However, this solution is far from ideal.  In addition to the large expense, the long analog cable runs are susceptible to noise that may degrade the measurements significantly.

Agilent: LXI and IEEE 1588 standards

Agilent’s modular instruments are designed around LXI (LAN eXtensions for Instruments), a standard led by Agilent and a consortium of companies.  The LXI standard defines small, modular instruments using low-cost, open-standard LAN (Ethernet) as the system backbone.

A key part of LXI is the IEEE 1588 time synchronization standard that Agilent Labs invented and helped standardize.  Today, IEEE 1588 is finding wide use across a number of different industries that require very precise time accuracy, and time-sync features are required in LXI Class-B instruments.

“With 1588, all instruments are time synchronized with each other and produce measurements with accurate timestamps and time triggers,” Darlene says.  “Multiple instruments can work together, each one measuring a subset of the channels.”

For example, in flight test using LXI/1588 across distributed instruments, analog cable runs can be minimized while measurement accuracy improves. All of the data flows back to the computer via simple network cables for further analysis.   Building accurate distributed measurement systems for situations such as flight test design are now feasible.


Historically, physics, chemistry, biology and electronics have been discrete disciplines.  Each has relied upon its own measurement systems, with very little overlap.  Today there is much more overlap, and nanotechnology is one major factor driving this convergence.

“Today,” says Darlene, “we are on the cusp of being able to understand, manipulate and measure devices, systems and living things on the molecular or nano scale.”

The majority of research investment in nanotechnology today is in electronic and information technology.  This is being driven by increasing demands for miniaturization and integration, as the industry strives to keep pace with Moore’s Law.  (Moore’s Law predicts that electronics performance will continue to double every two years.)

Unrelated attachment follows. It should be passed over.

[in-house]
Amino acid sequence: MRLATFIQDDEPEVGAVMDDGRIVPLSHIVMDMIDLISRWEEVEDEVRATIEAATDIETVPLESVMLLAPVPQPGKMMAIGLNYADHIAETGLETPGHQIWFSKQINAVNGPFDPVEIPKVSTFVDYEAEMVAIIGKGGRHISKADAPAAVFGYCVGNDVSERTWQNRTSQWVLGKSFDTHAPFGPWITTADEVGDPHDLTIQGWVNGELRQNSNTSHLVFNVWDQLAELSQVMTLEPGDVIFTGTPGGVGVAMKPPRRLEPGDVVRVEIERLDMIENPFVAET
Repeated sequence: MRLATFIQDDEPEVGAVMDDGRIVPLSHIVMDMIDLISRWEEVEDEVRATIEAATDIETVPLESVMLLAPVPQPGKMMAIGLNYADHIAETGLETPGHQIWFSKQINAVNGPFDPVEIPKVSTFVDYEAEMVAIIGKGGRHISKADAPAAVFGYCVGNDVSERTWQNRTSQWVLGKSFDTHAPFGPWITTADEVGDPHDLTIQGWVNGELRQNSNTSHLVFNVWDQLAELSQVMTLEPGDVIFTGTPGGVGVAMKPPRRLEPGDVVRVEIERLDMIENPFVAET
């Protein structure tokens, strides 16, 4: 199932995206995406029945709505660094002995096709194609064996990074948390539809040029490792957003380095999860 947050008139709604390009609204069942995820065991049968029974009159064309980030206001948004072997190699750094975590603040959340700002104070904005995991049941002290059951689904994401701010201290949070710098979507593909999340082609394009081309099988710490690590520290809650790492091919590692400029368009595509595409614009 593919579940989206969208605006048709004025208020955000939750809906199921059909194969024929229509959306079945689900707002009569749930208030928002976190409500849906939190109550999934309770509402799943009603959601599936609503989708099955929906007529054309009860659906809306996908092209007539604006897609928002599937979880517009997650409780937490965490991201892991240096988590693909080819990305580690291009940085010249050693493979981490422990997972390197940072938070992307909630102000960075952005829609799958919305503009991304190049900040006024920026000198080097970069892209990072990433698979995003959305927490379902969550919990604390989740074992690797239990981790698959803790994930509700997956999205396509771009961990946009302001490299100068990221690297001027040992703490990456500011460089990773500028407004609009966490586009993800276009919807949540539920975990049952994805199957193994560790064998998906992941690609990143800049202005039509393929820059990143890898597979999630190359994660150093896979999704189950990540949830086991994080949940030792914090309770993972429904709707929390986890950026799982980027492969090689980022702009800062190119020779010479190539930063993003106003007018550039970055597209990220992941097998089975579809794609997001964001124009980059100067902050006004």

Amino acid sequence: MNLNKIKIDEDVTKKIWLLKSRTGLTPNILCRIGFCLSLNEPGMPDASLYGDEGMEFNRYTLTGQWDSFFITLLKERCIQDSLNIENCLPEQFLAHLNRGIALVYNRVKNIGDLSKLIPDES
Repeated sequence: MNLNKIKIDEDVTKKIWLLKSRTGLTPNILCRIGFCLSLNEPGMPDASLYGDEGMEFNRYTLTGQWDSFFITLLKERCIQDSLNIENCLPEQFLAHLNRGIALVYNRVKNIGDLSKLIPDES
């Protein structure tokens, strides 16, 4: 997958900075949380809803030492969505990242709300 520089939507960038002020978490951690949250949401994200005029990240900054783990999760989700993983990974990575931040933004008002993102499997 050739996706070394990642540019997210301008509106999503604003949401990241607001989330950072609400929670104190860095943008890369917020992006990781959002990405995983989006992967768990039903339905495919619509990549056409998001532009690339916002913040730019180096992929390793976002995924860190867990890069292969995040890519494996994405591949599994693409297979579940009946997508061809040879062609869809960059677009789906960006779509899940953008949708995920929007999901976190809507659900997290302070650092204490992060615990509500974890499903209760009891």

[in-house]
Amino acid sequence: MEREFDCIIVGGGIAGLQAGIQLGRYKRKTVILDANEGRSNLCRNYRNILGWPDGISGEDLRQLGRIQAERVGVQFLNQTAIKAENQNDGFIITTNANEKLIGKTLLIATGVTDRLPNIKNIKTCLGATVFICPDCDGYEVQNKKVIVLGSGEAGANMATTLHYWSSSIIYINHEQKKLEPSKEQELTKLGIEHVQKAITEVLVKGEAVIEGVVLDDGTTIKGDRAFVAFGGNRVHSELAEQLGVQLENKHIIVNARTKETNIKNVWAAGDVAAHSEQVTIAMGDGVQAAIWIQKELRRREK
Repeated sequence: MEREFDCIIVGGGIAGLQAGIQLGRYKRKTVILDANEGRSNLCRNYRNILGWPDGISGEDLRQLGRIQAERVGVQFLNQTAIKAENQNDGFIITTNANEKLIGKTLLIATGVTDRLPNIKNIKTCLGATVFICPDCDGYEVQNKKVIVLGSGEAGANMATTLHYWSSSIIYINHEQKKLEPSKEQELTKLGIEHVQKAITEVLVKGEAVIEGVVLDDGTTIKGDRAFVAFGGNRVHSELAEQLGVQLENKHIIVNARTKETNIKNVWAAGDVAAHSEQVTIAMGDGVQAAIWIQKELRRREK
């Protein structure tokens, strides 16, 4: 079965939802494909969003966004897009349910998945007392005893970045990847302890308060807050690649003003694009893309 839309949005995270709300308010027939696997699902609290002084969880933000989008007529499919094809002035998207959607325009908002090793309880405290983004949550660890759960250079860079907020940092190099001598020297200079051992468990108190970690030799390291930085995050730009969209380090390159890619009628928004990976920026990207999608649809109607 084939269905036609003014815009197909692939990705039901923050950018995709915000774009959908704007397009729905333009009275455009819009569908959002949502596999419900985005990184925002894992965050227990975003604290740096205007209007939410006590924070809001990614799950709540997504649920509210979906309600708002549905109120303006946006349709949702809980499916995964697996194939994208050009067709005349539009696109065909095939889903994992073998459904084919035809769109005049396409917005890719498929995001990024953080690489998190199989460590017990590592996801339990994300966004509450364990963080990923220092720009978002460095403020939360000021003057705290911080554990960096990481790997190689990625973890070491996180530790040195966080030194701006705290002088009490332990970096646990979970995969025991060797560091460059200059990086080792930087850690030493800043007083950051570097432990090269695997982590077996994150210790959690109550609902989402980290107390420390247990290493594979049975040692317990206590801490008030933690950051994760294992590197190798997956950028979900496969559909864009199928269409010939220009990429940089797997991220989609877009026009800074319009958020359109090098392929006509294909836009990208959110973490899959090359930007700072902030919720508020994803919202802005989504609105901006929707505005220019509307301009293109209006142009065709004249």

However, most experts agree that the greatest potential impact of nanotechnology will be in health care and life sciences.  Nanotechnology could enable new classes of therapeutics and therapeutic delivery that can be targeted at the cellular and molecular levels, new biomaterials for synthetic or artificial skin, and many other mind-boggling possibilities.

According to Darlene, “technology convergence will drive the need for exciting new measurements.”  With expertise in both electronic and bio-analytical measurement, Agilent is uniquely positioned to emerge as a leader in measurement convergence at the nanoscale.

Agilent: Microscopy

At the end of last year, Agilent introduced an entirely new measurement platform: the Scanning Microwave Microscope (SMM).

This new platform combined two existing Agilent products: the Vector Network Analyzer, which probes electronic properties; and the Atomic Force Microscope (AFM), which measures surface topology.  “This is a nice example of the kind of synergy that is possible through Agilent’s unique breadth of measurement capabilities,” says Darlene.

The SMM platform is the world’s first commercial scanning multi-frequency, absolute capacitance AFM.  The combination of world-class microwave electronics with world-class AFM results in applications that were never before possible.

One application is in the semiconductor industry, where current probing techniques cannot sense below the surface of a wafer without destroying it.  With scanning microwave microscopy, it is possible to non-destructively examine surface position and the electronic structure beneath the wafer surface, enabling new insights into semiconductor materials.



Agilent’s unique Scanning Microwave Microscope
was developed by combining innovations from the
Atomic Force Microscope and the Performance
Network Analyzer.


“Looking forward, we believe there will be many other applications where SMM provides unique and compelling value,” says Darlene, “including organic films, multilayer coatings and biological samples.”

Darlene is excited as Agilent continues its research into the frontiers of measurement.  “Measurement is all around us,” she says, “and Agilent’s singular focus is to provide leading measurement solutions to make this world a better place to live.”